Microsoft Corp., the leading American multinational technology corporation, has reportedly unveiled new software tools specifically designed to make it more affordable and easy for people to access augmented reality (AR) and virtual reality (VR) content. The tools would allow more creators to design and develop these holographic and digital worlds.
Microsoft’s Mesh software would allow users to play and work together virtually by effectively interacting through the same collection of holograms on devices from different manufacturers and at various price points, ranging from the company’s $3,500 HoloLens AR goggles, and Facebook's Oculus as well as other specialized virtual reality headsets to computers and mobile phones where they can have a two-dimensional view.
For the uninitiated, Mesh also allows multiple people view the same set of holograms from several different locations, effectively enabling events such as company meetings or concerts where one user can attend in person while the other ‘holoports in’ from his/her home.
Microsoft CEO, Satya Nadella, stated that people can be anywhere as an avatar or a hologram, and it is not just them, they can now have all of their co-workers or friends with them. Now people can together do things with real objects and hologram as well.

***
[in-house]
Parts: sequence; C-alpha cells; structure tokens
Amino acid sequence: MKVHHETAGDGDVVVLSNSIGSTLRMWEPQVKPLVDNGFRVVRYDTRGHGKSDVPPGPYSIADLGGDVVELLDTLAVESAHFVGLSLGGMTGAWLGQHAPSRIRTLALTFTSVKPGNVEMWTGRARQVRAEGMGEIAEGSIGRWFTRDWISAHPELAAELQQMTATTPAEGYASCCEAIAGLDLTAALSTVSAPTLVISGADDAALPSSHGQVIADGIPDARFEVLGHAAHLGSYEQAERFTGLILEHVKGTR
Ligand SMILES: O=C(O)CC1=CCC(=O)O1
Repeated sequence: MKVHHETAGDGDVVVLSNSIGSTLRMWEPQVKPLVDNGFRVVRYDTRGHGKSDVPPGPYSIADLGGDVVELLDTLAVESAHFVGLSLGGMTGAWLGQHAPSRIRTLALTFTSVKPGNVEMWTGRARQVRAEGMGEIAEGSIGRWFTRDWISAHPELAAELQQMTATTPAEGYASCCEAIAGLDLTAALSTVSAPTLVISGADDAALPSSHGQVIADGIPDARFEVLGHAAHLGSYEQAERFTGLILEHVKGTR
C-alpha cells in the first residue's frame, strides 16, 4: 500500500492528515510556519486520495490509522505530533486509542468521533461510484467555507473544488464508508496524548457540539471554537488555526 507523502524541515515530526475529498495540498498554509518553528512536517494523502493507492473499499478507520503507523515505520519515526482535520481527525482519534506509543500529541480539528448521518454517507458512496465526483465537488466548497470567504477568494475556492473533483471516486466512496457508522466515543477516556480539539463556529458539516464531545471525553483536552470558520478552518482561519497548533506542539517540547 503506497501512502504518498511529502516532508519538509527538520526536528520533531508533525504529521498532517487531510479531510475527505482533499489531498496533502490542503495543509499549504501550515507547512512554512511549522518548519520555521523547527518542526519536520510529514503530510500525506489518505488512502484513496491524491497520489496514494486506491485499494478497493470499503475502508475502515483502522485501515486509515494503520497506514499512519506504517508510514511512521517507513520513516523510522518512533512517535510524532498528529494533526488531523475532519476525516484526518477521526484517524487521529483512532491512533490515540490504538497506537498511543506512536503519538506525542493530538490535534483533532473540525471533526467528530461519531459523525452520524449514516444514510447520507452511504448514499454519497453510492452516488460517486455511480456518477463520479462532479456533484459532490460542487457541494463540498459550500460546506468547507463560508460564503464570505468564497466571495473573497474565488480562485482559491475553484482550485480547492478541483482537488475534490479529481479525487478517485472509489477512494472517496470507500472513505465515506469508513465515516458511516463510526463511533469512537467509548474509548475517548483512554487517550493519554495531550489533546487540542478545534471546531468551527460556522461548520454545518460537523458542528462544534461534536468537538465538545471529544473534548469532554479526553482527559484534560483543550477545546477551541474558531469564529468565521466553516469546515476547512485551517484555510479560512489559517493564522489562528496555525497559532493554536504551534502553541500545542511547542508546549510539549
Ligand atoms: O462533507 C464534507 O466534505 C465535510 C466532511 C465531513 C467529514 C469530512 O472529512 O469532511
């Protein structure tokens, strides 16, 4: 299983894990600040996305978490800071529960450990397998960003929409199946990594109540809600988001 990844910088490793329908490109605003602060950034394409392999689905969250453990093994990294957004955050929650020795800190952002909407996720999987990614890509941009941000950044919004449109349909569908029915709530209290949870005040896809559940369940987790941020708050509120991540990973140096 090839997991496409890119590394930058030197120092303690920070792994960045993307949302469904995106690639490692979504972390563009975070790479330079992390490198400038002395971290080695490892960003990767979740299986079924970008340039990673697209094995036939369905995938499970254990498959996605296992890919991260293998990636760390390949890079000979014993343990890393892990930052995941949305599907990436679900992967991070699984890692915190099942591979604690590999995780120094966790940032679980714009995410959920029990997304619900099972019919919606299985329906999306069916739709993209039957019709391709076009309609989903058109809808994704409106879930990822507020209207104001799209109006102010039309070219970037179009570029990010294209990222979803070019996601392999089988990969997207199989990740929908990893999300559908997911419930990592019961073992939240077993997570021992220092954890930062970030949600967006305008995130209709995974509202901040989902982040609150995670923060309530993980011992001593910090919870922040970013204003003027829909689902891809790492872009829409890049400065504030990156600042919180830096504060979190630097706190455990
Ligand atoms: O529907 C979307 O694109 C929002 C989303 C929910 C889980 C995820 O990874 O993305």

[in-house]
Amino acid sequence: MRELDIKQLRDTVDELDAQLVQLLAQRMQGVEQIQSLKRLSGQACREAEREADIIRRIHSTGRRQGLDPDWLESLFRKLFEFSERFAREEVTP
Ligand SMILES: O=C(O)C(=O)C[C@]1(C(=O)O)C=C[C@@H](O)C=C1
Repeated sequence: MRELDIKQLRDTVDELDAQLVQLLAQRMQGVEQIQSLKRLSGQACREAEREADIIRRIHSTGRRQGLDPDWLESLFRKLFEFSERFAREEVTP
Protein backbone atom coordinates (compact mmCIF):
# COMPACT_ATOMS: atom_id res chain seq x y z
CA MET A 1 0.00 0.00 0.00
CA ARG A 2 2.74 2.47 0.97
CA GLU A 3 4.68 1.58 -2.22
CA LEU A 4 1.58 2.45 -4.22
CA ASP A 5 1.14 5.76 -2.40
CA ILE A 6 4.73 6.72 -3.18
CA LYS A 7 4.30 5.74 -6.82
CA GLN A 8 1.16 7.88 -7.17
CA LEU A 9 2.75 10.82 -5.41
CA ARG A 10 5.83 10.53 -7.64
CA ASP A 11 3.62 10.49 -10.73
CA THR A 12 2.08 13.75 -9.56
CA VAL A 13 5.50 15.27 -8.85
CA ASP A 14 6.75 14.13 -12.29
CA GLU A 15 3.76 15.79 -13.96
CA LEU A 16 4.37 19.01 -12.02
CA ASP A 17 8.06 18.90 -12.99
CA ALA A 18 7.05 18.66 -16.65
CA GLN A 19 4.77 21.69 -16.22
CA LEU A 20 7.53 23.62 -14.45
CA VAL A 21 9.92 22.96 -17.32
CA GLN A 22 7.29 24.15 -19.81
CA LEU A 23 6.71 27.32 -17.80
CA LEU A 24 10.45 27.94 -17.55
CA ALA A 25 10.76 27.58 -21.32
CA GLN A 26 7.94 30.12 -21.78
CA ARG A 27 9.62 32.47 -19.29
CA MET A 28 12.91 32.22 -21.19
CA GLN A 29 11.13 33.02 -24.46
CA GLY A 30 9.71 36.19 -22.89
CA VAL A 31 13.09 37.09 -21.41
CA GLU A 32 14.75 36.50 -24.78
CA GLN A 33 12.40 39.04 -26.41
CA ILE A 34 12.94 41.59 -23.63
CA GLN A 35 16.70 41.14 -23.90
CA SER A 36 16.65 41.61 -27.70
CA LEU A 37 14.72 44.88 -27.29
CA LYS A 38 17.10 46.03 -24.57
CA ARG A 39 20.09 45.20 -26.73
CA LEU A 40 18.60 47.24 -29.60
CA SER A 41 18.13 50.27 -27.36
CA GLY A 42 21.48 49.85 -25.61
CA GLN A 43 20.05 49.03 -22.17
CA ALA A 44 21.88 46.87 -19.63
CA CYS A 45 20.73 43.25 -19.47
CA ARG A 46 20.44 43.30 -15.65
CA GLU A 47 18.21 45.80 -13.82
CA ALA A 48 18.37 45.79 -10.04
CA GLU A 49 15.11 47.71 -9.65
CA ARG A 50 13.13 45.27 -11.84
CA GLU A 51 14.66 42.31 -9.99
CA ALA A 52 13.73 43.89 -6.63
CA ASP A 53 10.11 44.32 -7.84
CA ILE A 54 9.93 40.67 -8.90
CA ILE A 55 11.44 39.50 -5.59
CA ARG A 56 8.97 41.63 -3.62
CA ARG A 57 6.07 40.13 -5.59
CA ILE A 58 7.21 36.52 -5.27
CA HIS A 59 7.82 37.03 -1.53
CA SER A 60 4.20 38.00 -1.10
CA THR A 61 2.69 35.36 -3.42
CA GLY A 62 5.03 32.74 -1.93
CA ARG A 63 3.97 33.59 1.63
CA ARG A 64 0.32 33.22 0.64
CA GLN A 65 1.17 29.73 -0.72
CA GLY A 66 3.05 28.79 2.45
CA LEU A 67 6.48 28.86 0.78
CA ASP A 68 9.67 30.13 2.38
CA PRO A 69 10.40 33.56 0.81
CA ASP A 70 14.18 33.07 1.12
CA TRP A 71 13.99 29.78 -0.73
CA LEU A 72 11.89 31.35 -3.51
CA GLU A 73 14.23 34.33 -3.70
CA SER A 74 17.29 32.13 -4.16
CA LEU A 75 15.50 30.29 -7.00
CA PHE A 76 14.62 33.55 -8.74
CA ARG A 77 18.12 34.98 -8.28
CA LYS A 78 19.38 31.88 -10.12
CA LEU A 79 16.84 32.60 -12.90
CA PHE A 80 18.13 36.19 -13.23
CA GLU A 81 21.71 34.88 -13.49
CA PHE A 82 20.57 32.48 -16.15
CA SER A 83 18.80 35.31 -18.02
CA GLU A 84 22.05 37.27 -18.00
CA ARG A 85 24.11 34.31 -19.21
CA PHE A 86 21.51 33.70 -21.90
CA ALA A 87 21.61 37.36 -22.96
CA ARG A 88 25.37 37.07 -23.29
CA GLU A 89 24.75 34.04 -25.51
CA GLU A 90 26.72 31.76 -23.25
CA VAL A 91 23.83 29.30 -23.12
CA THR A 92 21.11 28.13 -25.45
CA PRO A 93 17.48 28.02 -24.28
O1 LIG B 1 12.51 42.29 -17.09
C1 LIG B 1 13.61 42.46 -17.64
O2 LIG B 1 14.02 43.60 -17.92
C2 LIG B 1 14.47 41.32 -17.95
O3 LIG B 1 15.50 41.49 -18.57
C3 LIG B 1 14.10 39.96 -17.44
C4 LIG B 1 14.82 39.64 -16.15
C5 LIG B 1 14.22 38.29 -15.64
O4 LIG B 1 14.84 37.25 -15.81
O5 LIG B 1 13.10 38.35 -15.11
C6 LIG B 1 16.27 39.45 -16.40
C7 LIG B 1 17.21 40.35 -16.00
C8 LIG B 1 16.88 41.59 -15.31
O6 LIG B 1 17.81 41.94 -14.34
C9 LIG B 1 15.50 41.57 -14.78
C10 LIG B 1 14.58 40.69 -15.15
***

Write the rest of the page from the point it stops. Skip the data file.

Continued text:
In a presentation, Alex Kipman, a Microsoft Technical Fellow described the new product and also answered audiences’ questions with his own holographic avatar, using both HP Reverb headsets and HoloLens. All while a shark, a jellyfish school, and two planets floated through the space, holograms that can be passed around, examined, and resized.
According to reports, Microsoft had first announced the product within this space back in 2015 through HoloLens, an expensive product that has predominantly focused on corporate uses, such as complex equipment repair and medical imaging.
While several companies have been hailing AR as well as VR as breakthrough technological advancements for years, none have gained traction within a wider audience. HP, Facebook, and Snap Inc., have all released various types of goggles as well as glasses based on the technology, yet VR and AR have still failed to reach mass appeal except for a couple of lower-end smartphone applications, such as the popular Pokémon Go AR game by Niantic Inc.